One of the evident drawbacks of using an external hard drive is that you’ll need to update your backups on a regular basis, or else new files won’t be included. There’s also the risk of the device being stolen or misused. For instance, a colleague may take your drive when you’re away from your desk, or a disgruntled employee may copy all of your important business files and take it with them when quitting.

Network attached storage

Network attached storage, or NAS for short, is a dedicated device with its own IP address. It can be used as a multimedia server, and can function as an email or lightweight database server. NAS offers data redundancy, meaning it will generate a backup of your backups, so you can ensure your files are fully protected.

The main downside of NAS is its inability to scale beyond the limits of the system; you have to purchase additional hard drive bays when you need more capacity. You also have to take full responsibility for data security if you’re implementing NAS.

Cloud storage

Cloud storage is becoming more and more popular among businesses of all sizes, due to its many benefits such as allowing users to access data anywhere on smartphone devices, as well as enabling you to work with the most current hardware and up-to-date software. It is also affordable, since you’ll only have to pay for what you use. What’s more, cloud computing is very convenient, because your service provider will take care of the installation, management, and maintenance processes.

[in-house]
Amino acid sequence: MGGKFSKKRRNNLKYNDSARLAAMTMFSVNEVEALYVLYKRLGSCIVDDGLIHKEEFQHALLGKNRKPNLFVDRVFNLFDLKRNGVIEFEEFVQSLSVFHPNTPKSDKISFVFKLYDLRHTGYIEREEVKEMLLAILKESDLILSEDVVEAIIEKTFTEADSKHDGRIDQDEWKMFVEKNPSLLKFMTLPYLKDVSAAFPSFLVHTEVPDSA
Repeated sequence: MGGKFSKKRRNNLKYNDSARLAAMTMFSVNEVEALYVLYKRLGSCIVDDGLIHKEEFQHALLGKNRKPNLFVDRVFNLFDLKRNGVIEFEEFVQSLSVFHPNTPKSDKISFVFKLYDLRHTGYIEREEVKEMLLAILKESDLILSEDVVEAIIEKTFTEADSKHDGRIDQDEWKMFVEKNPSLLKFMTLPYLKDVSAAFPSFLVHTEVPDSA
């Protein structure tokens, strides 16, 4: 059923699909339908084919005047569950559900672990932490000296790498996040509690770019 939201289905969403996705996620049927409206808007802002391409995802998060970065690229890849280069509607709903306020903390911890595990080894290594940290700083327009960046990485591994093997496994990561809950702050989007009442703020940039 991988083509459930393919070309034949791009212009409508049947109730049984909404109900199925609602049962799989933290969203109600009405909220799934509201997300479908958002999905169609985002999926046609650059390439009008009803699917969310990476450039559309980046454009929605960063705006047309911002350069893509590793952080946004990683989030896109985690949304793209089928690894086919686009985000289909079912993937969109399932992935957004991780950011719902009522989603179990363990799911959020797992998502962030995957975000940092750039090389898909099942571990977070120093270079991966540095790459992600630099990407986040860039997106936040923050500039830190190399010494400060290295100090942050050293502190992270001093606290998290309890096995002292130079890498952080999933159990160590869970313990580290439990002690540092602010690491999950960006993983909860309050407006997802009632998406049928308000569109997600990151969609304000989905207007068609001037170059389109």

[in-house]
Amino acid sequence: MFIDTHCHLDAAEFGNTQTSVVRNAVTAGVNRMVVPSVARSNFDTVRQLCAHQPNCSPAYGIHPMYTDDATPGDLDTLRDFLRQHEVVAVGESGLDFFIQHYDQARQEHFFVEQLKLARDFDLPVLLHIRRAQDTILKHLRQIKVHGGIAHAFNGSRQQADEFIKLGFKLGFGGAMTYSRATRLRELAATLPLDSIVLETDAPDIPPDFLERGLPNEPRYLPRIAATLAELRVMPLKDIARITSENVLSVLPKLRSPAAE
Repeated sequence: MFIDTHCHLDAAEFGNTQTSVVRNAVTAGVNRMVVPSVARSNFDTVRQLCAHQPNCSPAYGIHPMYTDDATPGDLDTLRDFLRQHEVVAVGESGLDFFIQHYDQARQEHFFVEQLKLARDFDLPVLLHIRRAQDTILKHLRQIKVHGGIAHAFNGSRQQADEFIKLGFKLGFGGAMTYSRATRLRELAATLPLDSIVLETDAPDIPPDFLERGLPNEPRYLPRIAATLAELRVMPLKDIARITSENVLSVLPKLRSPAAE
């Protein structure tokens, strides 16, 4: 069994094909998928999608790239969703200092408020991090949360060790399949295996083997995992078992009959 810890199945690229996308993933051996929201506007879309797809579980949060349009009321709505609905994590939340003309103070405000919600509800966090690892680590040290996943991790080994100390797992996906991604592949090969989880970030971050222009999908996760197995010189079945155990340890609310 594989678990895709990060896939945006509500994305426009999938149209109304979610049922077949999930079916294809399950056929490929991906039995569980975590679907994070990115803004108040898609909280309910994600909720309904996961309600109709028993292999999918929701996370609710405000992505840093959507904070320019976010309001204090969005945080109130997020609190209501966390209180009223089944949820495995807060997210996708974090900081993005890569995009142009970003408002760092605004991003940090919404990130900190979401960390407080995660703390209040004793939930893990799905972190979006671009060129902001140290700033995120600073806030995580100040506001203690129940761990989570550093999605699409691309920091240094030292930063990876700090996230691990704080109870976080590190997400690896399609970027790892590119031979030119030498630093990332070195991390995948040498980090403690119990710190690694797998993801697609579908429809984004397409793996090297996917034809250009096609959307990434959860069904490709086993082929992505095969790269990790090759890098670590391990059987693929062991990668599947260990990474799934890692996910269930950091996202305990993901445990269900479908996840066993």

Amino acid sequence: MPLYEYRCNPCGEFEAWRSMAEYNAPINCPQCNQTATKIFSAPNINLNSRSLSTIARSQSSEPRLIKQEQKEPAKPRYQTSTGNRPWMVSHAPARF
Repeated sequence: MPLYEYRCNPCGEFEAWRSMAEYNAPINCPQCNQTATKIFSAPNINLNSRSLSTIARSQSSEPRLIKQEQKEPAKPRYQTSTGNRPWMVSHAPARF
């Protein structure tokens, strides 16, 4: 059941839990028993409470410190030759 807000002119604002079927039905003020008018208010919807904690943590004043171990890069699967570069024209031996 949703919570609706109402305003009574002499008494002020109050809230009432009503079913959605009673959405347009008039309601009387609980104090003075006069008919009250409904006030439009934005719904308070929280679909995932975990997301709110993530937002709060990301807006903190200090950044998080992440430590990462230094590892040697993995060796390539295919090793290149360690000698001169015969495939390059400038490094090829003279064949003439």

On the downside, some cloud service providers don’t employ sufficient security measures on their systems, so your data could be exposed to potential cybersecurity threats. This means that it is not always the ideal solution for companies dealing with very sensitive data - medical practices and law firms, for example. Predicting costs can also be hard; if your business is growing rapidly, then you might find you have not adequately planned for incremental costs.

Choosing the best system for backup is a critical decision that will impact your business on a daily basis. There are trade-offs among backup devices, which is why you need to choose the solution - or solutions - best suited to your business. Contact us today and our experts will assess your company’s needs and provide the best backup solutions for you.

Published with permission from TechAdvisory.org. Source.

June 23rd, 2015

164_browsers_BIt’s time to roll over Google Chrome, Firefox and Opera. There’s a new browser in town, and it’s ready to make some noise. Its name is Edge, and Microsoft’s new wonder child is loaded with features that may just be set to revolutionize the way you browse the web. Excited yet? You should be. Edge may turn into your browser of choice in the not too distant future.